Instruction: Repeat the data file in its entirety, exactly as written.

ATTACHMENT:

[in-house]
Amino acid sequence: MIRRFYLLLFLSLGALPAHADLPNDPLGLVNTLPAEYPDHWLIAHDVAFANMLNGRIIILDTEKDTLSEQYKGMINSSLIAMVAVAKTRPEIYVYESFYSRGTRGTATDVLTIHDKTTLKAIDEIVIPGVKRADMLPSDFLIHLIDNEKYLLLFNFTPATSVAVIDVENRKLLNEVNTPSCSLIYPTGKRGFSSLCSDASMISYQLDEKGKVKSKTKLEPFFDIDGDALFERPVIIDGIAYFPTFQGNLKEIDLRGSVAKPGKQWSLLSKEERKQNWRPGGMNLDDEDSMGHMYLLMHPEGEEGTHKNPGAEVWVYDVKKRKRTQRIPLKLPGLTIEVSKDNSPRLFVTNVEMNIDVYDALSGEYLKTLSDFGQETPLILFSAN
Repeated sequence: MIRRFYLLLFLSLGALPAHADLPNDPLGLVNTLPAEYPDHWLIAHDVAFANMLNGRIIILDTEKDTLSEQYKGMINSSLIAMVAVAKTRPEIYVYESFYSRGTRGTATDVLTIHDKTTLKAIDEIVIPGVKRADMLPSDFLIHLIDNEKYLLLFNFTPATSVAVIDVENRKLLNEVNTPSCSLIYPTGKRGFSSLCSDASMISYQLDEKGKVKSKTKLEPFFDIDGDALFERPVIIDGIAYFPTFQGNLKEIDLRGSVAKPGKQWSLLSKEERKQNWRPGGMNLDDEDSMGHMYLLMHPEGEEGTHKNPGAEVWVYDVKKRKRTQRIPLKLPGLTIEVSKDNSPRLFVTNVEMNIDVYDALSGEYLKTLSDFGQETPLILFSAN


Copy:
[in-house]
Amino acid sequence: MIRRFYLLLFLSLGALPAHADLPNDPLGLVNTLPAEYPDHWLIAHDVAFANMLNGRIIILDTEKDTLSEQYKGMINSSLIAMVAVAKTRPEIYVYESFYSRGTRGTATDVLTIHDKTTLKAIDEIVIPGVKRADMLPSDFLIHLIDNEKYLLLFNFTPATSVAVIDVENRKLLNEVNTPSCSLIYPTGKRGFSSLCSDASMISYQLDEKGKVKSKTKLEPFFDIDGDALFERPVIIDGIAYFPTFQGNLKEIDLRGSVAKPGKQWSLLSKEERKQNWRPGGMNLDDEDSMGHMYLLMHPEGEEGTHKNPGAEVWVYDVKKRKRTQRIPLKLPGLTIEVSKDNSPRLFVTNVEMNIDVYDALSGEYLKTLSDFGQETPLILFSAN
Repeated sequence: MIRRFYLLLFLSLGALPAHADLPNDPLGLVNTLPAEYPDHWLIAHDVAFANMLNGRIIILDTEKDTLSEQYKGMINSSLIAMVAVAKTRPEIYVYESFYSRGTRGTATDVLTIHDKTTLKAIDEIVIPGVKRADMLPSDFLIHLIDNEKYLLLFNFTPATSVAVIDVENRKLLNEVNTPSCSLIYPTGKRGFSSLCSDASMISYQLDEKGKVKSKTKLEPFFDIDGDALFERPVIIDGIAYFPTFQGNLKEIDLRGSVAKPGKQWSLLSKEERKQNWRPGGMNLDDEDSMGHMYLLMHPEGEEGTHKNPGAEVWVYDVKKRKRTQRIPLKLPGLTIEVSKDNSPRLFVTNVEMNIDVYDALSGEYLKTLSDFGQETPLILFSAN